Finance Minister Tito Mboweni plans to slash expenditure by at least R150bn over the next three years as part of his strategy to stabilise public finances.
Releasing the 2019 Medium-Term Budget Policy Statement (MTBPS) in Parliament Wednesday, the minister indicated that the “sweet spot” for stabilizing the country’s finances would involve expenditure cuts of closer to R240bn over the period, which, he said would be difficult to achieve.
Mboweni said the significant tax increases over the past several years has only moderately boosted tax revenue, and given the size of the required adjustment, “additional tax measures are under consideration.”
Mboweni told MPs the expenditure cuts were outweighed by the need to ensure sustainable public finances while ensuring intergenerational fairness.
To stabilise debt, government would target a primary balance, excluding proposed further fiscal support for Eskom, by 2022/23 – a goal that would require revenue to equal noninterest expenditure in that year.
Spending reductions of R21bn in 2020/21 and R29bn in 2021/22 have already been identified, mostly in the areas of goods and services, and transfers.
Large additional adjustments, exceeding R150bn over the three-year MTBPS period, would be required, however, and Mboweni said announcements regarding these further measures would be made in the 2020 Budget.
He also said that the National Treasury would engage with the Department of Public Enterprises on whether all the assets held by State-owned enterprises should be retained, arguing that it might be time to engage in some “basic portfolio management.”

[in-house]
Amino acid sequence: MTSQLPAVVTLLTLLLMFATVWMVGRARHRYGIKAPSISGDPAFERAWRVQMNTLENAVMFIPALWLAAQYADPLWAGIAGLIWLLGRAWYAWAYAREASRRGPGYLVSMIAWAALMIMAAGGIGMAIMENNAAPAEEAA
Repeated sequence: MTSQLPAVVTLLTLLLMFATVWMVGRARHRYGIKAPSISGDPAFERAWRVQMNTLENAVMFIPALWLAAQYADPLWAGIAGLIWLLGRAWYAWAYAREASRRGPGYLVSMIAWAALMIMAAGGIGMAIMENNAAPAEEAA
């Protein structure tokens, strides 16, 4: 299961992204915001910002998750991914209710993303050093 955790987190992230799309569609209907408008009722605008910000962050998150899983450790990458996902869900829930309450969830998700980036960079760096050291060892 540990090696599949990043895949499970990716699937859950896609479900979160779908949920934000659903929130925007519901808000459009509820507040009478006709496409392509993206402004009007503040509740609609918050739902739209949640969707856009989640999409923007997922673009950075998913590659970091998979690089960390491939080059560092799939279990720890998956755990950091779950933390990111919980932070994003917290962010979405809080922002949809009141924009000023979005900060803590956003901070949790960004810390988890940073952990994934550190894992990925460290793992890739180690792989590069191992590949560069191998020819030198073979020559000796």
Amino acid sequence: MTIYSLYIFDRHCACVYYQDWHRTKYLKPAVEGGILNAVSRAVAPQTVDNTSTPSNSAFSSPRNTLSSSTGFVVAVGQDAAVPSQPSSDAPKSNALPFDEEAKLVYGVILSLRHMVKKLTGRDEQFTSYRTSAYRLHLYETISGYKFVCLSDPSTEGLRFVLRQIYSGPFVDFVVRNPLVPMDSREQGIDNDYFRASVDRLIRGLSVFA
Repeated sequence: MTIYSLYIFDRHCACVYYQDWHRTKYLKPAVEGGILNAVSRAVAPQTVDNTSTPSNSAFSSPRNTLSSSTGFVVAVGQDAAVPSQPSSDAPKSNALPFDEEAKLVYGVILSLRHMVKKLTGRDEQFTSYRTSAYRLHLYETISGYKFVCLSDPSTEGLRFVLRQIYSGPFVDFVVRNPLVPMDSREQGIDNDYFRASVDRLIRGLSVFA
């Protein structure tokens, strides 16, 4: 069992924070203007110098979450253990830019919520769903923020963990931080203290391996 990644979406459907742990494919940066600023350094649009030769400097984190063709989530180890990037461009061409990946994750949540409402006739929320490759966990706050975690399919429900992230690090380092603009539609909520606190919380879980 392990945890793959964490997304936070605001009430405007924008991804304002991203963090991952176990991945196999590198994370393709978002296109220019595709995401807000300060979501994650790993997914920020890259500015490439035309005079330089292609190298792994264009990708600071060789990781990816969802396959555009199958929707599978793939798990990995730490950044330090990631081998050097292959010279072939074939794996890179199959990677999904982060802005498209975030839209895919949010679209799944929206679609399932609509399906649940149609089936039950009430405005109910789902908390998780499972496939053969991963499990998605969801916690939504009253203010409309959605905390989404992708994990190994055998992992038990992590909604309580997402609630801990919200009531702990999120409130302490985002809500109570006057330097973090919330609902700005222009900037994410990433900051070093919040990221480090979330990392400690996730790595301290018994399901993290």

The public sector wage bill is another key area of focus, with the MTBPS stating that a decline in the growth in the public-service wage bill will be required to reduce the pressure on goods and services and infrastructure.
The document also states that, to reduce future transfers, a sustainable plan for State-owned companies is required – one that should include the disposal of noncore assets and options for private-sector participation.
Mboweni argued that a failure to act to stabilize the fiscal position would have grave consequences for South Africa, whose debt-to-GDP ratio would rise to 71.3% in 2022/23 in the absence of a move towards fiscal consolidation.
In 2019/20, the country’s debt-to-GDP ratio would already breach 60%, representing a material deterioration from the 56.2% level projected in February.
The rise to 60.8% is largely attributable to the additional support being provided to debt-laden power utility Eskom, which will receive transfers of R49-billion in 2019/20 and R56-billion in 2020/21.
Gross national debt will exceeded R3tn in 2019/20 and rise to R4.5tn in the next three years.
“Stabilisation involves difficult decisions that imply sacrifices by all of us. Slowing growth in the compensation bill and additional revenue measures will be needed,” Mboweni said.
The Minister’s austerity proposal comes amid a deterioration in public finances since he delivered the 2019 Budget in February, as well as a downward revision to government’s growth and revenue collection forecasts.
Mboweni also used the platform of his MTBPS address to release ‘Version 2’ of his growth strategy document, titled ‘Economic transformation, inclusive growth and competitiveness: Towards and Economic Strategy for South Africa’.
The document, which has been generally praised by business and slammed by labour, focuses primarily on several microeconomic reforms that could stimulate higher levels of growth and job creation.
Describing it a “living document” rather than “dogma”, Mboweni said the document had given new life to the 2030 Vision contained in the National Development Plan.
“In our current context, growth-enhancing initiatives are very important,” Mboweni said, quipping that he did not mind being labeled as a neoliberal as long as the interventions taken were leading to growth.